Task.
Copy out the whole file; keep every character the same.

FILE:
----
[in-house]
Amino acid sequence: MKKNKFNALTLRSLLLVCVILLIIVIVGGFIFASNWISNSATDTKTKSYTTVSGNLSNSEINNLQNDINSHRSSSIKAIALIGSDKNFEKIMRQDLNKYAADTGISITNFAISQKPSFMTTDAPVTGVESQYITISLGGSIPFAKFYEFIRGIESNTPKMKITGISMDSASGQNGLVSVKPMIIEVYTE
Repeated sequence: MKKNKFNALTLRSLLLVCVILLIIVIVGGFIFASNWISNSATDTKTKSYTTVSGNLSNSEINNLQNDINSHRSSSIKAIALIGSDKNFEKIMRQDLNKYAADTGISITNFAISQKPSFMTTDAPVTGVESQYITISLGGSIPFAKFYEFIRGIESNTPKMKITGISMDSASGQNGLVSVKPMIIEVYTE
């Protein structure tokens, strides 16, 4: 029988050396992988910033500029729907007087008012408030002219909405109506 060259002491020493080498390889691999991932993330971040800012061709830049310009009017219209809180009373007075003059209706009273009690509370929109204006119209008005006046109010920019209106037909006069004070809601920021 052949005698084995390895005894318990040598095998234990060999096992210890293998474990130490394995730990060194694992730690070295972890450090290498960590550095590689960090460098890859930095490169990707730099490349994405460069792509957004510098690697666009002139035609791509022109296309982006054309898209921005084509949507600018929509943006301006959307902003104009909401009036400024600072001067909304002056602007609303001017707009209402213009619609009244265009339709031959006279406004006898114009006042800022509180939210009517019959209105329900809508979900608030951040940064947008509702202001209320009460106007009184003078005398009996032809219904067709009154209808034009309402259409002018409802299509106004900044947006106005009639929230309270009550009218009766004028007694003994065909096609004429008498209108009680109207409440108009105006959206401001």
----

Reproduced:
[in-house]
Amino acid sequence: MKKNKFNALTLRSLLLVCVILLIIVIVGGFIFASNWISNSATDTKTKSYTTVSGNLSNSEINNLQNDINSHRSSSIKAIALIGSDKNFEKIMRQDLNKYAADTGISITNFAISQKPSFMTTDAPVTGVESQYITISLGGSIPFAKFYEFIRGIESNTPKMKITGISMDSASGQNGLVSVKPMIIEVYTE
Repeated sequence: MKKNKFNALTLRSLLLVCVILLIIVIVGGFIFASNWISNSATDTKTKSYTTVSGNLSNSEINNLQNDINSHRSSSIKAIALIGSDKNFEKIMRQDLNKYAADTGISITNFAISQKPSFMTTDAPVTGVESQYITISLGGSIPFAKFYEFIRGIESNTPKMKITGISMDSASGQNGLVSVKPMIIEVYTE
């Protein structure tokens, strides 16, 4: 029988050396992988910033500029729907007087008012408030002219909405109506 060259002491020493080498390889691999991932993330971040800012061709830049310009009017219209809180009373007075003059209706009273009690509370929109204006119209008005006046109010920019209106037909006069004070809601920021 052949005698084995390895005894318990040598095998234990060999096992210890293998474990130490394995730990060194694992730690070295972890450090290498960590550095590689960090460098890859930095490169990707730099490349994405460069792509957004510098690697666009002139035609791509022109296309982006054309898209921005084509949507600018929509943006301006959307902003104009909401009036400024600072001067909304002056602007609303001017707009209402213009619609009244265009339709031959006279406004006898114009006042800022509180939210009517019959209105329900809508979900608030951040940064947008509702202001209320009460106007009184003078005398009996032809219904067709009154209808034009309402259409002018409802299509106004900044947006106005009639929230309270009550009218009766004028007694003994065909096609004429008498209108009680109207409440108009105006959206401001």